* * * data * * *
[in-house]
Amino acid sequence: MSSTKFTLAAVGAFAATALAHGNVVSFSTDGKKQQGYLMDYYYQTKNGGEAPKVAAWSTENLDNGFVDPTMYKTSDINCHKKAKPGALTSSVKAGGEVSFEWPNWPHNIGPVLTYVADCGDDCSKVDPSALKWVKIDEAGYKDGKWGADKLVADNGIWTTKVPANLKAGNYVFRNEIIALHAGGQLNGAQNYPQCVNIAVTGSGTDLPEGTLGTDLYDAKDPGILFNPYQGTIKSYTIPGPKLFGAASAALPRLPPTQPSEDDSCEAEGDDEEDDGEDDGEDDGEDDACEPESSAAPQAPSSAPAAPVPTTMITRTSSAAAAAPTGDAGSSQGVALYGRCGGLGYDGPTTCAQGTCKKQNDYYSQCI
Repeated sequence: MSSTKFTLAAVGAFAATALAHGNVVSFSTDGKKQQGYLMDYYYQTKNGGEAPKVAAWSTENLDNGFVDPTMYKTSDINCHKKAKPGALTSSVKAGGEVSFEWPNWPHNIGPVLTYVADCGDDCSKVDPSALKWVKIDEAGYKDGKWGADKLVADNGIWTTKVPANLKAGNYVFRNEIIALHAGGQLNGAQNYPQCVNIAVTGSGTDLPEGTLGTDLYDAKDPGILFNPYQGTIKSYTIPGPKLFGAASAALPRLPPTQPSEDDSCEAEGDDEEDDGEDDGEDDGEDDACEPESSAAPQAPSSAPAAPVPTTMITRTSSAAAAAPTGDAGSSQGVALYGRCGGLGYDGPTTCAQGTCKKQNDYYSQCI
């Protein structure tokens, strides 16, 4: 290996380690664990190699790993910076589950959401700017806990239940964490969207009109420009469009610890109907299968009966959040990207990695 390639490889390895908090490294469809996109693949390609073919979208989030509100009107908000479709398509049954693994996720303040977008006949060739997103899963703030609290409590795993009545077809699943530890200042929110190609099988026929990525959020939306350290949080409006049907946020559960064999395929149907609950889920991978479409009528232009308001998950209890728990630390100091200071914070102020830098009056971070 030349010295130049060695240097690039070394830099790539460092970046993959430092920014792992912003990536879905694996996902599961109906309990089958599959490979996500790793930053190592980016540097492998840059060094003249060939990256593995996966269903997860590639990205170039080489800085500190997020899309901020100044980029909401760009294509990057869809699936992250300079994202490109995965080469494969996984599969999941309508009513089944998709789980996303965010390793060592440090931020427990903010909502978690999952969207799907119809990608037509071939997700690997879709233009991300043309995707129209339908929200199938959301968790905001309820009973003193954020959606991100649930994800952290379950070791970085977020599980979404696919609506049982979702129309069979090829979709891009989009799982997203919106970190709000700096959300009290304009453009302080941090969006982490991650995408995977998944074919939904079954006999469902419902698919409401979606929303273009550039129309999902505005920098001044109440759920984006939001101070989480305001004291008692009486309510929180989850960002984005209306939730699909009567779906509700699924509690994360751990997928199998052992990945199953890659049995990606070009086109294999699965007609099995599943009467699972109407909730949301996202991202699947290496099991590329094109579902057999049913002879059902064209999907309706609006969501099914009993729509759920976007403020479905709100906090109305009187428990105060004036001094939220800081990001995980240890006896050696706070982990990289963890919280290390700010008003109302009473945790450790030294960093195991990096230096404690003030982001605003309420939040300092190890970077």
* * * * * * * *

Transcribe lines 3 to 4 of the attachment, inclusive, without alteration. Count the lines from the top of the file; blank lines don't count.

Repeated sequence: MSSTKFTLAAVGAFAATALAHGNVVSFSTDGKKQQGYLMDYYYQTKNGGEAPKVAAWSTENLDNGFVDPTMYKTSDINCHKKAKPGALTSSVKAGGEVSFEWPNWPHNIGPVLTYVADCGDDCSKVDPSALKWVKIDEAGYKDGKWGADKLVADNGIWTTKVPANLKAGNYVFRNEIIALHAGGQLNGAQNYPQCVNIAVTGSGTDLPEGTLGTDLYDAKDPGILFNPYQGTIKSYTIPGPKLFGAASAALPRLPPTQPSEDDSCEAEGDDEEDDGEDDGEDDGEDDACEPESSAAPQAPSSAPAAPVPTTMITRTSSAAAAAPTGDAGSSQGVALYGRCGGLGYDGPTTCAQGTCKKQNDYYSQCI
């Protein structure tokens, strides 16, 4: 290996380690664990190699790993910076589950959401700017806990239940964490969207009109420009469009610890109907299968009966959040990207990695 390639490889390895908090490294469809996109693949390609073919979208989030509100009107908000479709398509049954693994996720303040977008006949060739997103899963703030609290409590795993009545077809699943530890200042929110190609099988026929990525959020939306350290949080409006049907946020559960064999395929149907609950889920991978479409009528232009308001998950209890728990630390100091200071914070102020830098009056971070 030349010295130049060695240097690039070394830099790539460092970046993959430092920014792992912003990536879905694996996902599961109906309990089958599959490979996500790793930053190592980016540097492998840059060094003249060939990256593995996966269903997860590639990205170039080489800085500190997020899309901020100044980029909401760009294509990057869809699936992250300079994202490109995965080469494969996984599969999941309508009513089944998709789980996303965010390793060592440090931020427990903010909502978690999952969207799907119809990608037509071939997700690997879709233009991300043309995707129209339908929200199938959301968790905001309820009973003193954020959606991100649930994800952290379950070791970085977020599980979404696919609506049982979702129309069979090829979709891009989009799982997203919106970190709000700096959300009290304009453009302080941090969006982490991650995408995977998944074919939904079954006999469902419902698919409401979606929303273009550039129309999902505005920098001044109440759920984006939001101070989480305001004291008692009486309510929180989850960002984005209306939730699909009567779906509700699924509690994360751990997928199998052992990945199953890659049995990606070009086109294999699965007609099995599943009467699972109407909730949301996202991202699947290496099991590329094109579902057999049913002879059902064209999907309706609006969501099914009993729509759920976007403020479905709100906090109305009187428990105060004036001094939220800081990001995980240890006896050696706070982990990289963890919280290390700010008003109302009473945790450790030294960093195991990096230096404690003030982001605003309420939040300092190890970077």